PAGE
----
Recipient: Center for Hmong Studies
An interpretive exhibit, "Hmong History Through Textile", was created to show the relationship between Hmong history and the changing styles of traditional clothing and the "story cloth". Paj ntaub (flower cloth) is a form of textile artwork used to decorate women's skirts, men's collars and story cloths. The design of tradtional Hmong clothing identifies its wearer by familial, political, cultural and geographical connections.
After the Vietnam War, thousands of Hmong were displaced. Pre-war story cloths had geometric designs. Post-war women in refugee camps designed explicit depictions of political turmoil and real-life experiences. Eventually, there was a market outside of the Hmong community for these story cloths and the depictions shifted to folk tales.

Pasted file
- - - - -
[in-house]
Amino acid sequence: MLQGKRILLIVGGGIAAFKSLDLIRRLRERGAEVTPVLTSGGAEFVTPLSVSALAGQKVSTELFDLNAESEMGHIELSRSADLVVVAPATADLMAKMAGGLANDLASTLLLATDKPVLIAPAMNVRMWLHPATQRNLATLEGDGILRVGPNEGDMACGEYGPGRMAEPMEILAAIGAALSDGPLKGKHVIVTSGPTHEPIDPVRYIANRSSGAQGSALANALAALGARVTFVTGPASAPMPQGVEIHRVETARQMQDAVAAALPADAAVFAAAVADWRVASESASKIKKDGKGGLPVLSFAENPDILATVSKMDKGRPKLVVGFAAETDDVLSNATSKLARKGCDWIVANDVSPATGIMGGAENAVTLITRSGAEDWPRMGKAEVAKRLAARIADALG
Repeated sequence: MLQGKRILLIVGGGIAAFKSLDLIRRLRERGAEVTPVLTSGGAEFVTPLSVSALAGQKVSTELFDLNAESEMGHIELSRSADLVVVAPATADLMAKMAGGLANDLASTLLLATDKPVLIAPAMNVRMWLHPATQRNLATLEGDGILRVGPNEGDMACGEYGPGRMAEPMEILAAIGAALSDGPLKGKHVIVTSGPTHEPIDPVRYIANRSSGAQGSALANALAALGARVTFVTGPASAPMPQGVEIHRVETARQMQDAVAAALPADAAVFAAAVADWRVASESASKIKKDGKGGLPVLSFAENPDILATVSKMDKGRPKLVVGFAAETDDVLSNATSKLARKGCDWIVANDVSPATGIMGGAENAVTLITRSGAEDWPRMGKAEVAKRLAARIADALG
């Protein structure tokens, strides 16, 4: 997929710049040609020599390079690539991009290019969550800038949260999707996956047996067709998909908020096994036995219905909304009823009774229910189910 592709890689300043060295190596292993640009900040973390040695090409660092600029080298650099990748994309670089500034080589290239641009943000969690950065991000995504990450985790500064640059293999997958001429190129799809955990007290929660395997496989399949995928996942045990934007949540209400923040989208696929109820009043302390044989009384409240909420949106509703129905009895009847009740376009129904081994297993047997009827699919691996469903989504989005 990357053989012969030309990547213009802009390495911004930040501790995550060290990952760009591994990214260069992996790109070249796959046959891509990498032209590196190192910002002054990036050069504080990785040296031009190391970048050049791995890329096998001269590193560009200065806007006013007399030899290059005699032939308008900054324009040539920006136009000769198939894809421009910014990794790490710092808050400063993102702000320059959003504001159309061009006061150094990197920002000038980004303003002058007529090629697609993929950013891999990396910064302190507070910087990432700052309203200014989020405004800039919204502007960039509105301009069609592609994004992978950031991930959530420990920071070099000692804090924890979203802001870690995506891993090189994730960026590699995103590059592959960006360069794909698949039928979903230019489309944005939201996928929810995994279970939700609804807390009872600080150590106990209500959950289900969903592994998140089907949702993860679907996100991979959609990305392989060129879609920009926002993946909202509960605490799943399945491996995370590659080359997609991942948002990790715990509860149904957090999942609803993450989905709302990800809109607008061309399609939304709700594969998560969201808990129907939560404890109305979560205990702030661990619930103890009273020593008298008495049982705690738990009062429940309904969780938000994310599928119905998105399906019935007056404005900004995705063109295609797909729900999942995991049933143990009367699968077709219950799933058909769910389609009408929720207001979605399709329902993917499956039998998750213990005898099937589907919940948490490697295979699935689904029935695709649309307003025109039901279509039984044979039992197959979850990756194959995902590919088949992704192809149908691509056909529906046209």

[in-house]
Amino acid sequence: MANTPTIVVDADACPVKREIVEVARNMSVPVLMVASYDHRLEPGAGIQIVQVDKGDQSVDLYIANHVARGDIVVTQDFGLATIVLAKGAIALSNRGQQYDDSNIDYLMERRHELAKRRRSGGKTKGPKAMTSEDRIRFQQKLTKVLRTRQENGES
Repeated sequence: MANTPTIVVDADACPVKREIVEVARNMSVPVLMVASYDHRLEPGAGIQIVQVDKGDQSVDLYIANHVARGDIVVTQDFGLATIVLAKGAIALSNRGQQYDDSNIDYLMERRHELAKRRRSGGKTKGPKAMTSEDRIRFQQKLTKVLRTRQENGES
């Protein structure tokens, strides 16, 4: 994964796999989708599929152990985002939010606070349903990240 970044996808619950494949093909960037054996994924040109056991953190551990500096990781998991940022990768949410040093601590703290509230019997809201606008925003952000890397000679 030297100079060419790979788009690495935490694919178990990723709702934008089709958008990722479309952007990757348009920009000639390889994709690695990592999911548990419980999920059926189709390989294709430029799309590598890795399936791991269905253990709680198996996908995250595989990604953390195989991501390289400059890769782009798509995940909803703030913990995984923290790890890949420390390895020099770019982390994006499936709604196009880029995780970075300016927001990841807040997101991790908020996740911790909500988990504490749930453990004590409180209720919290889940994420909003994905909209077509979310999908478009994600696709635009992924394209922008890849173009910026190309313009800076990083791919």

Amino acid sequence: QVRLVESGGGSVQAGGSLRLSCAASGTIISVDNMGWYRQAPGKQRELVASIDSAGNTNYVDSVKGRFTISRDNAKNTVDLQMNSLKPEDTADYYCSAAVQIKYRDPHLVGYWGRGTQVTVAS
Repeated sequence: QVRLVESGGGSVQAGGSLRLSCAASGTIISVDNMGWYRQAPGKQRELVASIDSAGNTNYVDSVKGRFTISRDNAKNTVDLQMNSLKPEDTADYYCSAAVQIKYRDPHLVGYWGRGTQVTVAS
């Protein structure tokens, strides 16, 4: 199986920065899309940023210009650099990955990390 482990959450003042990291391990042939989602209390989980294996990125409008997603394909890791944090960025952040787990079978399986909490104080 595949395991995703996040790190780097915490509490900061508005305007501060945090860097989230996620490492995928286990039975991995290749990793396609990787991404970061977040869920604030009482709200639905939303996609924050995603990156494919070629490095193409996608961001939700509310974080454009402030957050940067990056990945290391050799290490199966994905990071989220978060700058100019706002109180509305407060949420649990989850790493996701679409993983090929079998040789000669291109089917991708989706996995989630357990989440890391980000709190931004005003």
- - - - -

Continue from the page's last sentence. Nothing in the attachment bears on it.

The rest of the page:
The initial research for the exhibit was conducted by a professional exhibit development consultant. This consultant reviewed the literature, consulted with private collectors and museums and took a survey of institutions having Hmong artifacts, exhibits and/or relevant information. Fifty seven artifacts to be used in the exhibit were cataloged and the information put in a spreadsheet by an intern. The exhibit was then designed and the mounts and labels created for the artifact display.
The exhibit ran from September 15, 2011-January 15, 2012 at the Center for Hmong Studies at Concordia University.